In his 2004 book, The Misbehavior of Markets, mathematician and inventor of fractal geometry Benoit Mandelbrot succinctly illustrates how market crashes happen more frequently than modern portfolio theory would suggest. We expect volatility from the equity market, but some of the precipitous declines experienced by investors over the past three decades are just not supposed to happen. Markets are riskier than our widely accepted models suggest, Mandelbrot preaches.
The first quarter of 2021 will be remembered as a period when the fixed income markets misbehaved, dropping by 5.04%. A bond market decline of this magnitude last happened in the first quarter of 1994, when the U.S. Federal Reserve unexpectedly started a series of short-term interest rate increases. Going back further, over the past 160 quarters, a drop of more than 5% in a quarter has actually happened four times. Just as with equity markets, this rare drop hasn’t been as rare as a simple “standard deviation” model would suggest.
Similarly to 1994, currently we have accelerating economic growth and rising inflation expectations, and although the reasons may be drastically different, equity markets typically do very well in such an environment. With massive monetary and fiscal stimulus supported by selected re-openings and vaccination roll-outs across the globe, year-over-year economic growth to the end of March was very strong.
Economically sensitive areas led the way once again, continuing their run of performance that started last November. Energy, Financials, Materials, and Industrials were among the top-performing sectors across markets. Similarly, with more exposure to the areas poised to benefit during a sustained economic recovery, value stocks outperformed growth stocks.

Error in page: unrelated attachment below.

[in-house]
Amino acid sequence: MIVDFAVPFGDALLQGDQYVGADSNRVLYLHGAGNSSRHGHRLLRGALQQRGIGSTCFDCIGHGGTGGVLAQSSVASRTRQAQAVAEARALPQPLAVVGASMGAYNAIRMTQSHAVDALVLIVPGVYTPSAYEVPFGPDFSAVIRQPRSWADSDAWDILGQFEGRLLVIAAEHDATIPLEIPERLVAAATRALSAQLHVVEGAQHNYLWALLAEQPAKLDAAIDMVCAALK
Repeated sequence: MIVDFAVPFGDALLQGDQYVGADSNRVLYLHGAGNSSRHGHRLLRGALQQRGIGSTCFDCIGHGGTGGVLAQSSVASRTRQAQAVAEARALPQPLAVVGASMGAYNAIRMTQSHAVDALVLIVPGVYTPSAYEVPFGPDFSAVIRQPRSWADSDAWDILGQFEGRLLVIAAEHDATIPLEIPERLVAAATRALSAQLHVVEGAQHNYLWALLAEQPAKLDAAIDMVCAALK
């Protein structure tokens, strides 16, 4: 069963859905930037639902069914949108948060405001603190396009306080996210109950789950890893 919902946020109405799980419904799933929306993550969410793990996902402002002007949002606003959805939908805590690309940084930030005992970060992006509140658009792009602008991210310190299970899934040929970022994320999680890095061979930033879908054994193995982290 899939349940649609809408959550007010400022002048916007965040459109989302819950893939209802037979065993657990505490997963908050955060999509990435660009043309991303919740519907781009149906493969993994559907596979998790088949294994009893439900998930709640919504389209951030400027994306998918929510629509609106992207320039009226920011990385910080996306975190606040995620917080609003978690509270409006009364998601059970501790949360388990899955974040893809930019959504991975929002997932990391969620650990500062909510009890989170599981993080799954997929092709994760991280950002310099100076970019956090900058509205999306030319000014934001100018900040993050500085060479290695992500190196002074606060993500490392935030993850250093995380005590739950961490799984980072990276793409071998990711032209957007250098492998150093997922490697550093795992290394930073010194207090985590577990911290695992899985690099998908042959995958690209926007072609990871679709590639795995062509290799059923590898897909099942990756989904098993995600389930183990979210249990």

The Canadian equity market and Canadian dollar both had a strong quarter, as one would expect when there is strength from the commodity complex. The S&P/TSX Composite Index advanced 8.1%. Oil prices increased 23%, which resulted in energy producers being one of the top-performing segments of the Canadian equity market. On the flip side, despite its reputation as an inflation hedge, gold performed poorly; expectations of rising real interest rates took the shine off the yellow metal for the time being.
Globally, the MSCI All Country World Index gained 6.0% (+3.3% in Canadian dollar terms). U.S. technology stocks – a key driver of the index for some time – struggled in the face of rising interest rates (companies with cash flows further out in the future can be negatively impacted by higher discount rates). Emerging markets lagged their developed counterparts.
Going forward, the word most often heard amongst analysts is “transitory.” That is, will accelerating growth and inflation be transitory due to easy year-over-year comparables? Or are there structural and policy issues afoot which may result in inflation being higher for longer? Experienced and well-respected macro strategists argue both sides. As always, time will tell.